Flute, fiddle, and guitar sounds emanate from a corner tucked in the wings of the Folger stage setting up a kind of folk music-and-theatre production style. Suddenly the stage world grows dark, and then an enormous spray of stars opens up to the vastness of the night sky.
Stars seem to move together and form something reminiscent of an ancient celestial map for sea navigation. This magical moment sets the intention of Director Joseph Haj, suggesting that beneath the story of an unlikely hero, this Pericles is also a meditation on a universe where man often feels alone, embattled, and very small – and then there are miracles.
Pericles on the page is a cumbersome script, dubiously authored in parts by the bard Shakespeare. It proceeds in rambling picaresque style, so perhaps no wonder that at Folger Theatre, despite the fact that Folger is the oldest of our preeminent Shakespeare theatres, this is the first time a production of Pericles has graced its boards.
The production comes from The Oregon Shakespeare Festival. And what a production. What a cast.
Haj has used everything tricky and problematic in this play to great advantage. He has dealt with a clunky cast of characters, many of whom are dropped after only one scene, with some astute double and triple casting. The doubling allows for some fast and furious fun in the cameos but also some powerful resonances. Daughter of King Antiochus, who suddenly turns and displays a tattooed back, bearing the grizzly branding of her father’s political and sexual ownership, is played by the same actress who returns later as Marina. Her first character is both haughty and creepy in her sexuality and bears no resemblance to the beautiful and bright young woman, daughter of Pericles, whom we meet in Act 2.
Haj has played up the outrageous twists and turns of plot by digging into the roots of street theatre, and allowing the actors (and audience) to have fun with the evil would-be assassins, the aargh! pirates who abduct a princess in the nick of time, a trio of silly sailors who sing and dance, and the several tempests that toss the hero as he makes his way from one dangerous city-state to another. The director makes his point that coherence of time and place is inconsequential for a rowdy evening of entertainment.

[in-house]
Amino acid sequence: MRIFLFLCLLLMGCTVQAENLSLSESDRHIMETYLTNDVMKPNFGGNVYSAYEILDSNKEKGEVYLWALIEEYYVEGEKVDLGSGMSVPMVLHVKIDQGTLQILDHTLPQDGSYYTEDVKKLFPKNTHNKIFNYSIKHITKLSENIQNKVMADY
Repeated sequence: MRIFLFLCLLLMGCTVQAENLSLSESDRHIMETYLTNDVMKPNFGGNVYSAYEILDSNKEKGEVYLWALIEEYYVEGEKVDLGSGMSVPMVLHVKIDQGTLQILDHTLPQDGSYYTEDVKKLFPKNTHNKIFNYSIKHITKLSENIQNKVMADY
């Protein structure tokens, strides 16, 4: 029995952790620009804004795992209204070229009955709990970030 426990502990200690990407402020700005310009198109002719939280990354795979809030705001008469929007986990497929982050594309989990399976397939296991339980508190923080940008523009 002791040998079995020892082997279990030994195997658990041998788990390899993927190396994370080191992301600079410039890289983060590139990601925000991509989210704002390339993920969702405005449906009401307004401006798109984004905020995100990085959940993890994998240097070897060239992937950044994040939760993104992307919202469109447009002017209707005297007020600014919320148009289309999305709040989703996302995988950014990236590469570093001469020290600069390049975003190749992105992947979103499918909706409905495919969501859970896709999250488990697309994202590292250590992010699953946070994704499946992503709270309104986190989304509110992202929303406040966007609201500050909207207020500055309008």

Most importantly, Haj has enlivened the precarious journey of Pericles and his hero’s risking the high seas, to serve as a meditation on the current crisis of Syrian and other refugees. Even the names of the cities are sadly more familiar to us because of the current conflicts.
There is a particularly poignant scene where Pericles gets washed up on the shore and stands shivering and vulnerable, while the three sailors, who, but moments before, had amused us so with their antics, sit glumly repairing their nets and baskets, ignoring the figure before them. They then pass through the stages of suspicion and rejection before finally coming around to see the economic opportunity this poor immigrant offers. (There is a note in the program that some of the show’s proceeds will be donated to the UN Refugee Agency and in particular to the many displaced families from Syria, Iraq, and Afghanistan, demonstrating once again the role that artists play, sharing from their wallets and their hearts.)
As Pericles, Wayne T. Carr heads up an exceptional cast, all who can sing and several of them who serve as instrumentalists when they’re not in a scene. Carr’s development from a somewhat feckless adventure seeker, who is better on the jousting field than on the dance floor, to a broken old man is very moving.
One of my favorite moments is in the funny and yet quite touching scene where Pericles dances with Brooke Parks’ Thaisa as they fall in love before us. He gradually drops his awkwardness and she her desire to have a lively dancing partner. They slowly come together, pressing their bodies together and simply swaying in the gentlest of unspoken dialogue.
Gentle is an expression I would use about the entire production – an odd way to describe a piece that includes incest, abduction, betrayals, assassination attempts, and drownings. Yet Haj keeps pulling us back into the moments where the resilience of the human spirit, virtue, and love create space for miracles. These moments are so affective, they achieve, for many in the audience, a teary, transformative experience.